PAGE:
This week, our guest blogger and avid sailor, Behan shares with us some valuable sailing advice about when to reef- an essential skill for every sailor. Read on to learn about taking in your sails smoothly and at what point you should do so. You can get more tips and sailing advice from Behan’s blog, Sailing Totem.
Sailing Tips: When to Reef
What do you do when there’s too much wind? When a boat is overpowered the results range from uncomfortable to dangerous. Reef before you need to, say the armchair sailors and salty dogs holding forth alike.
This is an annoying non-answer. Even experienced sailors are faced with a situation where it was urgently time to reef 30 seconds ago. When the wind catches you by surprise, here’s a trick to quickly depower the boat by adjusting the main with a twist:
- ease the mainsheet
- set the mainsheet traveler the leeward
- uncleat the vang (if you don’t have one, you should)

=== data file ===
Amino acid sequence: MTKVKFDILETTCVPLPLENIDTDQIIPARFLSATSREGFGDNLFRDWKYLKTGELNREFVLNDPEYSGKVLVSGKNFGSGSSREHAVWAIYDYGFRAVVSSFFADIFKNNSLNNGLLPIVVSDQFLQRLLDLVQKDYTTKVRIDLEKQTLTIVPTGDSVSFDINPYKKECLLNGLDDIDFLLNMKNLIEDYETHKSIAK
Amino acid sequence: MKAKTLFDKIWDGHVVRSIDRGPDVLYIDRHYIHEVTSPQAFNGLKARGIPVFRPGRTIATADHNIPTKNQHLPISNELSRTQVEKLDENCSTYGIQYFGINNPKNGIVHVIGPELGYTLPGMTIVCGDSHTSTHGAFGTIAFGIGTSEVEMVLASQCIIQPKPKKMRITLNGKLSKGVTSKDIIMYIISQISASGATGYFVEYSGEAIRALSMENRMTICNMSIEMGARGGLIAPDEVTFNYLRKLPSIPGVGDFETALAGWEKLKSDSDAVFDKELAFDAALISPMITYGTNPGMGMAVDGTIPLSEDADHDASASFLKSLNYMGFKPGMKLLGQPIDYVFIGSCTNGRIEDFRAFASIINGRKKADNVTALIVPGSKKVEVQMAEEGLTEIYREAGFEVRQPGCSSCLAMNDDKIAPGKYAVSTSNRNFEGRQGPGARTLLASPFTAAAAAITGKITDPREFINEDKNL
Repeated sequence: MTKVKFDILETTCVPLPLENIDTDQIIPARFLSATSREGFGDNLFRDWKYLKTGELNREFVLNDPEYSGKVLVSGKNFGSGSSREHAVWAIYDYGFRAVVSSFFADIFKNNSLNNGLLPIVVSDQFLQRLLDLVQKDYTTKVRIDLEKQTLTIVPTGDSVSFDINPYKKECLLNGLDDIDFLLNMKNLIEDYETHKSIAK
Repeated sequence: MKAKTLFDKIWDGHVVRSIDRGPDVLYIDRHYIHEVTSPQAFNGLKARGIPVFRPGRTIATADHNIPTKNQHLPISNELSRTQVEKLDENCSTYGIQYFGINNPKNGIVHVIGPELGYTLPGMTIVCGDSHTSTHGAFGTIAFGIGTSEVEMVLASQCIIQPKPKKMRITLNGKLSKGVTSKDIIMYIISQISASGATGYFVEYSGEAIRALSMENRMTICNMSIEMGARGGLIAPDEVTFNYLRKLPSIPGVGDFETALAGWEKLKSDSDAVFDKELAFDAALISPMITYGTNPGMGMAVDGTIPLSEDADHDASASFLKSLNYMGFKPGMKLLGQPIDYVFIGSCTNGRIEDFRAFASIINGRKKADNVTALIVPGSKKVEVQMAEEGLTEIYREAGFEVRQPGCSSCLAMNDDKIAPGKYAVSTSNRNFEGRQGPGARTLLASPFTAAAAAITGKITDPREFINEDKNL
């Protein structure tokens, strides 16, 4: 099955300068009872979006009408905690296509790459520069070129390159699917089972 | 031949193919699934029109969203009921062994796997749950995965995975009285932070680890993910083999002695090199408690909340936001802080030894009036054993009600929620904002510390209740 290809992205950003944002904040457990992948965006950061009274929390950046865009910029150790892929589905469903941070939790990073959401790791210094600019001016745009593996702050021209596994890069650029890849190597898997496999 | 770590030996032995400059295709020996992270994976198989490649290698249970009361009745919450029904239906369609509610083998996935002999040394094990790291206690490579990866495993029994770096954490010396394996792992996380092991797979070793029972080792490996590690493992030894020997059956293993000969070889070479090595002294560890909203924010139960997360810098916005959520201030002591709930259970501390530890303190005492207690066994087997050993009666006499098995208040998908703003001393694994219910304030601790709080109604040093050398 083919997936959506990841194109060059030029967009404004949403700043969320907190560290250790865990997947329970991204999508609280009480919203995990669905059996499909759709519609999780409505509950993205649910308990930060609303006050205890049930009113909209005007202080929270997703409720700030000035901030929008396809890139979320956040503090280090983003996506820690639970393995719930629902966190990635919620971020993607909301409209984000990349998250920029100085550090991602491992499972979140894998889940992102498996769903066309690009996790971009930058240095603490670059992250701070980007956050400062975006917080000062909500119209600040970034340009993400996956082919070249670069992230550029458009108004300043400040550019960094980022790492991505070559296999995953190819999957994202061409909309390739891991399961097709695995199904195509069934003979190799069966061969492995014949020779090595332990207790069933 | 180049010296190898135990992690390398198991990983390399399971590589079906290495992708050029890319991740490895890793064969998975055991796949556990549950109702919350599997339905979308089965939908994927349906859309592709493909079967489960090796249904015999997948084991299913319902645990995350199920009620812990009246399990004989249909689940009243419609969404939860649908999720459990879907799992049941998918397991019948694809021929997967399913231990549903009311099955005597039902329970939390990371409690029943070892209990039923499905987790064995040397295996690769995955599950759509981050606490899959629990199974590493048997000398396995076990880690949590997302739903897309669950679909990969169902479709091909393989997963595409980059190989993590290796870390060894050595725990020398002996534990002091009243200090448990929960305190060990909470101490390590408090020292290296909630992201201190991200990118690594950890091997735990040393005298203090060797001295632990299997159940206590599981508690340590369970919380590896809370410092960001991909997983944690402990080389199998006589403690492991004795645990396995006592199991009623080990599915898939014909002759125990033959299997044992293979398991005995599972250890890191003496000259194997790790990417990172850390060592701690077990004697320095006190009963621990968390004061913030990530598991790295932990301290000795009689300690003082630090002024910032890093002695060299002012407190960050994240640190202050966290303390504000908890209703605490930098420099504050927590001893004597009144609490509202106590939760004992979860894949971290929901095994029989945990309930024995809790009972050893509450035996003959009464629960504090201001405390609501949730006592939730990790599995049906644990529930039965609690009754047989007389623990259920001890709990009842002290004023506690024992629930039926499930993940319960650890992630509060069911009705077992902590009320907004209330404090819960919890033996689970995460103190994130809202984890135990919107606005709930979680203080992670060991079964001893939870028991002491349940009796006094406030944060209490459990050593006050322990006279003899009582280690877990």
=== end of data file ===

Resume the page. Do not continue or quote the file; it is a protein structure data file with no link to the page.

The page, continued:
This results in a twisting in upper section of the mainsail to leeward, which means wind will slip by with less force on sails, rigging, and rudder. It’s a way to respond quickly when the wind sneaks up on you, so you can then reef more safely and easily.
Of course, the salts really are right about reefing before you need to. But when is that, anyway? You may not be able to ‘read’ your boat, either because of the design or unfamiliarity. If you’re not sure, 20 knots of apparent wind is a general rule of thumb for tucking in a reef for many boats. It will be easier and safer, and the boat will often go faster, point better, and stress rigging less than an unreefed neighbor trying to beat you into the harbor.
It’s simplest to reef with the boat pointed into the wind, but this may represent a dramatic course change that adds complexity and increases risk. So it better to learn to reef at any point of sail. Maintain course and depower the mainsail as described above. Then, as you lower the halyard to reef, also keep tension on the leech reef line. This keeps the sail flatter so it doesn’t get plastered against rigging, bunching up and causing friction. If going dead downwind a small course adjustment of 15 to 20 degrees lowers the risk of accidental gybe and reduces the friction issue (especially if the mast has swept back spreaders).
Reefing shouldn’t be a call to panic stations. Learning to depower and developing your sense of timing to reef will add to the safety and comfort for you and your crew.